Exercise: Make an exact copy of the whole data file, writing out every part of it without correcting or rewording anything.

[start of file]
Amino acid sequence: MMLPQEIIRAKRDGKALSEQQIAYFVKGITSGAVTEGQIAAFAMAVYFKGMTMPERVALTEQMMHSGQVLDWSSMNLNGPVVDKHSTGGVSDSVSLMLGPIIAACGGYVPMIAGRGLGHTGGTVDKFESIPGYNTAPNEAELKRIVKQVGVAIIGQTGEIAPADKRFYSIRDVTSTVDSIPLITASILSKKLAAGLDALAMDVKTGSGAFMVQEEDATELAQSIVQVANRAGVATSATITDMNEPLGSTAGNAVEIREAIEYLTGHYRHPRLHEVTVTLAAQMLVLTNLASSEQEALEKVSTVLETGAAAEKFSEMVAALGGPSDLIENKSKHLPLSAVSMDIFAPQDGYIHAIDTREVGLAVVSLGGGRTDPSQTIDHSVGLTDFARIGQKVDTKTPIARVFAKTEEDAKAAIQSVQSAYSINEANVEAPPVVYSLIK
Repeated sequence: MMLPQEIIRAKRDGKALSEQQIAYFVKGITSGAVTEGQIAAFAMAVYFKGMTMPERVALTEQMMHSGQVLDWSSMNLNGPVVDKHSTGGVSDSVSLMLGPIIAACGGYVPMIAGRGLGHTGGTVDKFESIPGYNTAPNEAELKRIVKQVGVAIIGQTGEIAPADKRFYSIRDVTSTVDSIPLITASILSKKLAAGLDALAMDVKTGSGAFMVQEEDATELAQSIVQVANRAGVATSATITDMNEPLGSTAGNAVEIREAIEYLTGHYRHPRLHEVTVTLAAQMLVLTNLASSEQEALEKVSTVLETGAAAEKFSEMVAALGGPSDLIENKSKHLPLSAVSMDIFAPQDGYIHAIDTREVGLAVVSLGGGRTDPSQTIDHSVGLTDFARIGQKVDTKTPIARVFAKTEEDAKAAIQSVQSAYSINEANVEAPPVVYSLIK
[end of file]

Amino acid sequence: MMLPQEIIRAKRDGKALSEQQIAYFVKGITSGAVTEGQIAAFAMAVYFKGMTMPERVALTEQMMHSGQVLDWSSMNLNGPVVDKHSTGGVSDSVSLMLGPIIAACGGYVPMIAGRGLGHTGGTVDKFESIPGYNTAPNEAELKRIVKQVGVAIIGQTGEIAPADKRFYSIRDVTSTVDSIPLITASILSKKLAAGLDALAMDVKTGSGAFMVQEEDATELAQSIVQVANRAGVATSATITDMNEPLGSTAGNAVEIREAIEYLTGHYRHPRLHEVTVTLAAQMLVLTNLASSEQEALEKVSTVLETGAAAEKFSEMVAALGGPSDLIENKSKHLPLSAVSMDIFAPQDGYIHAIDTREVGLAVVSLGGGRTDPSQTIDHSVGLTDFARIGQKVDTKTPIARVFAKTEEDAKAAIQSVQSAYSINEANVEAPPVVYSLIK
Repeated sequence: MMLPQEIIRAKRDGKALSEQQIAYFVKGITSGAVTEGQIAAFAMAVYFKGMTMPERVALTEQMMHSGQVLDWSSMNLNGPVVDKHSTGGVSDSVSLMLGPIIAACGGYVPMIAGRGLGHTGGTVDKFESIPGYNTAPNEAELKRIVKQVGVAIIGQTGEIAPADKRFYSIRDVTSTVDSIPLITASILSKKLAAGLDALAMDVKTGSGAFMVQEEDATELAQSIVQVANRAGVATSATITDMNEPLGSTAGNAVEIREAIEYLTGHYRHPRLHEVTVTLAAQMLVLTNLASSEQEALEKVSTVLETGAAAEKFSEMVAALGGPSDLIENKSKHLPLSAVSMDIFAPQDGYIHAIDTREVGLAVVSLGGGRTDPSQTIDHSVGLTDFARIGQKVDTKTPIARVFAKTEEDAKAAIQSVQSAYSINEANVEAPPVVYSLIK